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Wednesday, 10 June 1914

Senator FINDLEY (Victoria) . - While the main discussion on this motion has centred round a boy who, according to Senator Rae, has been harshly and outrageously treated at Queenscliff by the military authorities, and whilst the case is important and interesting to all of us, a matter of more serious moment, I think, is to ascertain, if possible, what tho intentions of the Government are in respect to tho printing and publishing of the rolls on which the next elections are to be conducted, and their attitude in regard to the statement in a newspaper to-day that they intend to amend a regulation to prohibit persons from voting as absent voters in the way they did at the last general election. After that event, the Vice-President of the Executive Council made, at Fitzroy, outrageous statements which he afterwards withdrew.

Senator McColl - You are wrong, I never withdrew them.

Senator FINDLEY - The honorable senator says that he did not withdraw the statement that " they had resurrected the dead," meaning thereby that the Labour party had resurrected all and sundry to bring about their success by corrupt and dishonest means.

Senator McColl - I never said that.

Senator FINDLEY - If the honorable senator did not say that lie meant it, and he meant nothing else.

Senator McColl - Ali!

Senator FINDLEY - There is nothing in that interjection. A dog could say " ah " on dark nights and moonlight nights. The honorable senator made this statement at Fitzroy : " With clean rolls, fair play, and fine weather, we arc sure to be victorious on the next occasion." By the term " clean rolls," he meant, if he meant anything, that the last rolls were not clean, but corrupt, and that is the impression he has tried to create in the minds of the citizens of Australia ever since that occasion. He sticks to the statement to-day that the last rolls were corrupt.

Senator Millen - That they were inflated.

Senator FINDLEY - That is a toning down of the term used at Fitzroy. All along the honorable senator spoke of "clean rolls." What does a man mean by "clean" in that sense? He means that the existing rolls are unclean and corrupt.

Senator McColl - I would not call you clean when you bring up these slanders over and over again.

Senator FINDLEY - They will be brought up on every platform I occupy throughout Victoria, because they are slanders on the people of Australia.

Senator Long - Diabolical slanders.

Senator FINDLEY - The honorable senator withdrew them.

Senator McColl - No.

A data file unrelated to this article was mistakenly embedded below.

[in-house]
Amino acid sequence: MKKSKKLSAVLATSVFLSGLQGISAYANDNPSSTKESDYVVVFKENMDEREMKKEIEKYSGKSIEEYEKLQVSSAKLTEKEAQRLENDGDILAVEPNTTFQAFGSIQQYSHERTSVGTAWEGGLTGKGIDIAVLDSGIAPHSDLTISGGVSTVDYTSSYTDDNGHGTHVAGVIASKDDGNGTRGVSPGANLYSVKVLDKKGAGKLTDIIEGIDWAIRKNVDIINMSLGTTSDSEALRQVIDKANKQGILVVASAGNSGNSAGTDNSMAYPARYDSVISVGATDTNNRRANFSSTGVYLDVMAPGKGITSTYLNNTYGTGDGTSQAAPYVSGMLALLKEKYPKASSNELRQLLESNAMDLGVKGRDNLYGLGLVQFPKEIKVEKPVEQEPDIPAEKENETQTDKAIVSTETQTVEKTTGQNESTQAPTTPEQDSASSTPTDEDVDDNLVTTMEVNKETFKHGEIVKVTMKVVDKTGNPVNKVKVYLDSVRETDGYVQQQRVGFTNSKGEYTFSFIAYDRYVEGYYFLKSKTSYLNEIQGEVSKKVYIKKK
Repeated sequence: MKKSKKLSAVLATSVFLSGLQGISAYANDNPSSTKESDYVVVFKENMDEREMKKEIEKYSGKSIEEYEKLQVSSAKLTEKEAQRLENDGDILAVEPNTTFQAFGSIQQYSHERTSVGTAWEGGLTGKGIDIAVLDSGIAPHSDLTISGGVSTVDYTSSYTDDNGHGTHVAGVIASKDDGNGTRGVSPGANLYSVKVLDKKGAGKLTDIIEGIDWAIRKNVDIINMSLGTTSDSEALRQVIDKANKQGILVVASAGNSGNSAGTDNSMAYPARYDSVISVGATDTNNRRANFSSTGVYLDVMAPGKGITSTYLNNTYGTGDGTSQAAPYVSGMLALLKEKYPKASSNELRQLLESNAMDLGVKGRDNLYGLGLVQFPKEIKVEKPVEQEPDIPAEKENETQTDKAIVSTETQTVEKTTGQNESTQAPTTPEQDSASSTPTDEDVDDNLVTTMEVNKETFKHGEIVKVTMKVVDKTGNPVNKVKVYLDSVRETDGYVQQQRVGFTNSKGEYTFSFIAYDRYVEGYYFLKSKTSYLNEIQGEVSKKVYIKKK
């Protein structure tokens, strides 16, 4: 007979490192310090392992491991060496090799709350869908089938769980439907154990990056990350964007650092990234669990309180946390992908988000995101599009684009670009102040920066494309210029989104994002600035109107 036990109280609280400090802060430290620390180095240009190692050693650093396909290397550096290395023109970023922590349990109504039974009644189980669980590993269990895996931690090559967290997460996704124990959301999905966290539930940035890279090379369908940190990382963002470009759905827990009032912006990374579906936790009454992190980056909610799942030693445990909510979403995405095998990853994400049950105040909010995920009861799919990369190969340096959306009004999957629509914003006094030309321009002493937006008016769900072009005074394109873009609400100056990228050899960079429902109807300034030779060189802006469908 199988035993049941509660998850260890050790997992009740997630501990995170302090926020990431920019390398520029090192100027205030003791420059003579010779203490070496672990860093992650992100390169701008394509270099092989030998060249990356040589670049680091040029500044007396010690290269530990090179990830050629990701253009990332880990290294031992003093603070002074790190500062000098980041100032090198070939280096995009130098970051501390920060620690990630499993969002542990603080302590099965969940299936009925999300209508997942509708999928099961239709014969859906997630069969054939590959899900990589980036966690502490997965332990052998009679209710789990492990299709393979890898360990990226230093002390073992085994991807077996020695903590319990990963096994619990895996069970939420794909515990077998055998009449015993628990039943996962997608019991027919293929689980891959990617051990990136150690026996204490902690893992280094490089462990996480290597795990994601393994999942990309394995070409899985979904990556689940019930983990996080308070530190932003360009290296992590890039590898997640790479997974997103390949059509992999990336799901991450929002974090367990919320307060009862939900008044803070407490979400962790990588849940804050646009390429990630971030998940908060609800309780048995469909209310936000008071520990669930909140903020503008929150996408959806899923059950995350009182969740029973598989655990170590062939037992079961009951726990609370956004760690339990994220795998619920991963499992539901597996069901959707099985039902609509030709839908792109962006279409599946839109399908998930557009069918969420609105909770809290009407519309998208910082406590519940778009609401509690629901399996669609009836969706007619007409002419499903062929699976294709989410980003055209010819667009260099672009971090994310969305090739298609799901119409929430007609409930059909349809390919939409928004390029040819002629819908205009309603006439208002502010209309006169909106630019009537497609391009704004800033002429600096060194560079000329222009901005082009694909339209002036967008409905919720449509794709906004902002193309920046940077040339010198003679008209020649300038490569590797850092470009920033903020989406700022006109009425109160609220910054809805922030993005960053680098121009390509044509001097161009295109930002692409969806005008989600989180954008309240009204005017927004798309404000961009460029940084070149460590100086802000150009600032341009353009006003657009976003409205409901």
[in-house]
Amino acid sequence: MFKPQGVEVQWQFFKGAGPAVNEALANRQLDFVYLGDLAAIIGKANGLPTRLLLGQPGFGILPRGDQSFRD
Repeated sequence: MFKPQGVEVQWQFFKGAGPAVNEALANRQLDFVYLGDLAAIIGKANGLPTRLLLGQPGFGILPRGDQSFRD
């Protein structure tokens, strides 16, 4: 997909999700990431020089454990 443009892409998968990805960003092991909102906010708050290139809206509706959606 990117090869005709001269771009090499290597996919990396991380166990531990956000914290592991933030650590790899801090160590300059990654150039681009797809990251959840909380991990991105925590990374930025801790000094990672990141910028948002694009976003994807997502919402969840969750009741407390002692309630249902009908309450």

Senator FINDLEY - And then he had the boiler-plated audacity three or four days ago to get up here and try to get out of the difficulty in which he found himself. He said, " To prove the statement that I made at Fitzroy, I have three cases of dead men being voted on at the last election." When he was asked to give the names and addresses of the three allegedly dead men he refused then, as he does now, but he fastens the statement on to the Labour party that, although he alleges, and is prepared to prove that the names of three dead men were voted on, these votes were given to and used by the Labour party in order to bring about a victory. Of all the men in the Cabinet I should say that he was the last Minister who should have been picked by the Government to take charge of the Electoral Department. I am satisfied that he is such a violent partisan, and hates and detests Labour to such an extent that he would not stop at anything in order to bring victory to his side.

Senator Ready - It would not matter if he stopped at the truth.

Senator FINDLEY - The honorable senator would not stop at anything. I am absolutely suspicious of him since he has been intrusted with the conduct of the Electoral Department. It is common knowledge that thousands of names have been removed from the roll. It is common knowledge, too, that party organizations have been invited to send in objections to names being on the rolls.

Senator Millen - Who removed the names?

Senator FINDLEY - First the Government have been privy to a contravention of the Act by permitting objections to be lodged against names being on the roll without the deposit of 5s. being lodged.

Senator Lt Colonel Sir Albert Gould - Those names had no business to be on the roll, then.

Senator FINDLEY - The Act is clear, definite, and specific that 5s. must be lodged with every objection to the appearance of a name on the roll. The Government have contravened the Act. They have invited party organizations to lodge objections, not against anti-Labour electors, but against Labour electors. In Melbourne there is a Constitutional Union that has been in existence for a considerable time, and has made special appeals to its financial friends--

Senator Russell - In and out of Australia.

Senator FINDLEY - Yes, they have appealed to their financial friends in and out of Australia, and have been enabled to build up such a fund that they have, from time to time, employed armies of men and women to do nothing else but go to the doors of houses, ascertain who lives there, and how long they have been living there. They do not inquire where people have gone when they find that they have changed their residence, but at once lodge an objection to the appearance of their names on the roll.

Senator Millen - That is under the Act which honorable senators opposite passed, and of which they are so proud.

Senator FINDLEY - The Act makes it mandatory upon any person lodging an objection to a name on an electoral roll to deposit 5s. with his objection.

Senator Millen - The Act makes it mandatory that if a person leaves his place of residence for a month, his name must go off the roll.

Senator FINDLEY - The Act provides that a man who removes from one part of an electorate to another must, after a month has expired, make application for a transfer; but the organizations to which I have referred do not wait for that. There are many men who follow migratory occupations, and are away from their homes for three or four weeks, and sometimes for months. It was never intended that the Act should apply to them, and that they should be called upon to make application" for transfers in every electorate to which they go for employment. What I am concerned about is that the coming elections will not be contested on the old rolls. There are new rolls in course of preparation. Many of them are in the hands of the Government Printers of the different States. I want an assurance from the Government that, when the new rolls are printed, they will be open for inspection for at least three or four weeks, in order that the thousands of people whose names have been removed from the old rolls will have an opportunity of seeing whether they are to be disfranchised or not.